Fifteensquared

Never knowingly undersolved.

Financial Times 14,104 by Mudd

Posted by Pete Maclean on September 20th, 2012

Pete Maclean.

Prize puzzle from the Weekend FT of September 8, 2012

What a stonker of a devious geographical clue is 20A (PALERMO) — loved it! Other fine clues here include 10A (MEASURE), 31A (SLOPPY) and 9D (BEARD).

Across
1. LAHORE – AH (I see) in LORE (customs)
4. EDUCATOR – anagram of COURTED A
10. MEASURE – ME (setter) + A (a) + SURE (sure)
11. ACROBAT – A (a) + ROB (hold up) in CAT (tame animal)
12. NUTS – dual/cryptic definition
13. BROWNED OFF – double/cryptic definition
15. DESERT – double definition
16. COMPOST – CO (firm) + P (phosphorus) in MOST (nearly all)
20. PALERMO – PAL (China) + anagram of ROME
21. SNEEZE – N (unknown figure) in SEE (view) + Z[on]E
24. OUT OF ORDER – double definition. I messed myself up a bit by initially entering OUT OF PLACE which, I think, works just as well.
26. STOP – POTS (sinks, as in snooker) backwards
28. PARSNIP – PINS (pointed items) + RAP (knock) all backwards
29. BURGHER – homophone (“burger”)
30. EYE CHART – [responsibilit]Y in anagram of TEACHER
31. SLOPPY – LOP (prune) in SPY (mole)

Down
1. LEMONADE – A (a) in LE MONDE (French daily)
2. HEALTH SPA – H[igh] + anagram of THE ALPS A
3. ROUT – R (runs) + OUT (away)
5. DEADWOOD – DEAD (late) + WOOD (club, as in golf)
6. CORRESPOND – double definition
7. TABOO – BO (embarrassing problem) in TAO (universal principle)
8. RATIFY – FIT (suit) backwards in RAY (swimmer under water)
9. BEARD – BEAR (hairy thing) + D[inner]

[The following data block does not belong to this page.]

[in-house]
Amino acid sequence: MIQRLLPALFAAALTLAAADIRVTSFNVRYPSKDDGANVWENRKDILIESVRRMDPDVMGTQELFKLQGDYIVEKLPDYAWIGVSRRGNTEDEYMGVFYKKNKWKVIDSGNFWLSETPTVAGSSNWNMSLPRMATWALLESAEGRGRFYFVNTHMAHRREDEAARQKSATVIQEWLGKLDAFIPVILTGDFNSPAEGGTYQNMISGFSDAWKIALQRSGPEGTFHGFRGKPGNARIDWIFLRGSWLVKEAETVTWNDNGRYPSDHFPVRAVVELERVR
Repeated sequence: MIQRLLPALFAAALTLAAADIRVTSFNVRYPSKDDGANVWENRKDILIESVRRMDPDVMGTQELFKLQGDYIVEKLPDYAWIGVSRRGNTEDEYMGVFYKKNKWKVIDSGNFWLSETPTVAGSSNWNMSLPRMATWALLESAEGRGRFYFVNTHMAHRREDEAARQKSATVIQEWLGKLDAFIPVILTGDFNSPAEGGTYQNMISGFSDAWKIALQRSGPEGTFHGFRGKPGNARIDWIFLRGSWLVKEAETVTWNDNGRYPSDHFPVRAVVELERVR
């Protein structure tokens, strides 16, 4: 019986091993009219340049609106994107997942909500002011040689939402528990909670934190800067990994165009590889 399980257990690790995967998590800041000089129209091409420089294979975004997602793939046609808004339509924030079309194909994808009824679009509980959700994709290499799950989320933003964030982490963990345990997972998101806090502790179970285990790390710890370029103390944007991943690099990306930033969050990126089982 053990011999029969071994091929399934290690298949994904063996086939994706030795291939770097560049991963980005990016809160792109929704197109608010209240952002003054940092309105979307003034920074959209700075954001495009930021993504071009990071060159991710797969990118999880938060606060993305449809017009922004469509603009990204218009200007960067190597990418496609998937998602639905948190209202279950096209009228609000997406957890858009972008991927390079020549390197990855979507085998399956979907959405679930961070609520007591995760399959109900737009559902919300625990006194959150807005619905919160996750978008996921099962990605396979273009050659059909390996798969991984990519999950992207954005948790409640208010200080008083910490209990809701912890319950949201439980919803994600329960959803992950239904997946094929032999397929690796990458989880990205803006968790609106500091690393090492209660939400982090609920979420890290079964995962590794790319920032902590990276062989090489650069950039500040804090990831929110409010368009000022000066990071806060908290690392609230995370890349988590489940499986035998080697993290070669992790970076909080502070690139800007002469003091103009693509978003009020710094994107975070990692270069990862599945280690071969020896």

14. GREENFINCH – anagram of E and G (engaging flankers) and IN FRENCH. A lot of finches have been appearing recently in the puzzles I have blogged!
17. SWEATSHOP – anagram of TWO PHASES
18. IMPROPER – IMP (naughty child) + ROPE (hanging equipment) + R[oof]
19. HEN PARTY – spoonerism of PEN HEARTY (writer warmly exuberant)
22. COUPLE – UP (ahead) in COLE (cabbage)
23. DERBY – double definition. The second definition, one I had not known before, refers to a sporting event between two local teams.
25. TERSE – hidden word
27. ORAL – [m]ORAL (head gone in decent)

4 Responses to “Financial Times 14,104 by Mudd”

  1. Sil van den Hoek says:

    Thanks Pete, for the blog.
    But … you fooled yourself a bit in 24ac, as it is indeed OUT OF ORDER!

    I see 12ac (NUTS) as a double/cryptic definition.
    When one has a screw loose, one’s NUTS (perhaps). And when a screw’s loose, nuts might help – think nuts and bolts.

    Although it doesn’t make much difference, I think 14d should be read as an anagram of EG (engaging, wingers only) and IN FRENCH. Not EG inside an anagram of IN FRENCH.

    Good puzzle, TABOO being my favourite perhaps.

  2. Pete Maclean says:

    Sil, Thanks for pointing that out about 14d. I must have been sloppy; perhaps saw two ‘ins’ where there is but one. I have corrected the blog.

    I was thinking the same as you about 12ac but don’t see it as a double definition as the two are not separate and distinct. Perhaps we could call it a cryptic/dual definition.

  3. John Newman says:

    Thanks Pete. As Sil says, 24A has to be out of order.

    For 21A I had written a question mark above “unknown figure”. I thought x and Y were the traditional letters for an unknown. Can you enlighten me about N?

  4. Pete Maclean says:

    Oh dear, I got 24A backwards in the blog. Of course it is, and has to be, OUT OF ORDER. I have corrected it now.

    I don’t think I can give you a full explanation about unknowns but my sense is this: X and Y (and even Z) are typically used to represent unknown numbers in mathematics while N is more commonly used to refer to an unknown integer in general conversation (as in, say, “I am fed up to the Nth degree”).

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